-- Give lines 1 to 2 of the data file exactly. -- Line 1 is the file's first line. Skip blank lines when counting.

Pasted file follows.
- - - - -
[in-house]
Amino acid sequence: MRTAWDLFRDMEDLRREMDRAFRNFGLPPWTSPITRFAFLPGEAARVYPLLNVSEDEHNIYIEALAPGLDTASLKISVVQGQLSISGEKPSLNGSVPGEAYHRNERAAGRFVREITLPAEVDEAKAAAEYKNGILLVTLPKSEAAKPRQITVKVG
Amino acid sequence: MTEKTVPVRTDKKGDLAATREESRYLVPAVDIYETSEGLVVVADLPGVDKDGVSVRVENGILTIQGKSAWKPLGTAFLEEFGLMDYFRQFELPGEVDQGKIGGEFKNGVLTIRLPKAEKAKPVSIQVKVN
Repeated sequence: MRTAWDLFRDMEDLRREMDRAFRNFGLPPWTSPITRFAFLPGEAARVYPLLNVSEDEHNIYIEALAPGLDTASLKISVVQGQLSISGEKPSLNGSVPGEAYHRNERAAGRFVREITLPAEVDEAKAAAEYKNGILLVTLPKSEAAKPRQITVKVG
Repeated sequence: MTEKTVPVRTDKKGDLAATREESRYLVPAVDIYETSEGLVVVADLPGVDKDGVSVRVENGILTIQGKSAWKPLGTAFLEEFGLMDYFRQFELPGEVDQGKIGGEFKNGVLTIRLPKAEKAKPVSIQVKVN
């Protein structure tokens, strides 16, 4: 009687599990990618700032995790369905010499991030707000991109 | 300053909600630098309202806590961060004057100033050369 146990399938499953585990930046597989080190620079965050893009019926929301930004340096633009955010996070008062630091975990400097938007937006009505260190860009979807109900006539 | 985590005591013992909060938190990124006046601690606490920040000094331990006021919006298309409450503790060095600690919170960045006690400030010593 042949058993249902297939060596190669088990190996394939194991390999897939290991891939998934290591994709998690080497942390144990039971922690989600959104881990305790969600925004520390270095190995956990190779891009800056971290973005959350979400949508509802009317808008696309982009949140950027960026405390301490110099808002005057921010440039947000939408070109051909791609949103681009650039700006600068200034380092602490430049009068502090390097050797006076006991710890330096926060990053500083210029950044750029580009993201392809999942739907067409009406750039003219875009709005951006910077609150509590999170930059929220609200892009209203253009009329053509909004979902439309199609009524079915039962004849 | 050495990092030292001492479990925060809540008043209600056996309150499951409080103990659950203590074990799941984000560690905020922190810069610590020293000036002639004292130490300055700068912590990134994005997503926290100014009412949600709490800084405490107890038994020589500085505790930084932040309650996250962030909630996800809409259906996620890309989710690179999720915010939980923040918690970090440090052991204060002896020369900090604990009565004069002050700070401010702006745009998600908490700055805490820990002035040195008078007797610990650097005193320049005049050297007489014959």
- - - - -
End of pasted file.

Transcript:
[in-house]
Amino acid sequence: MRTAWDLFRDMEDLRREMDRAFRNFGLPPWTSPITRFAFLPGEAARVYPLLNVSEDEHNIYIEALAPGLDTASLKISVVQGQLSISGEKPSLNGSVPGEAYHRNERAAGRFVREITLPAEVDEAKAAAEYKNGILLVTLPKSEAAKPRQITVKVG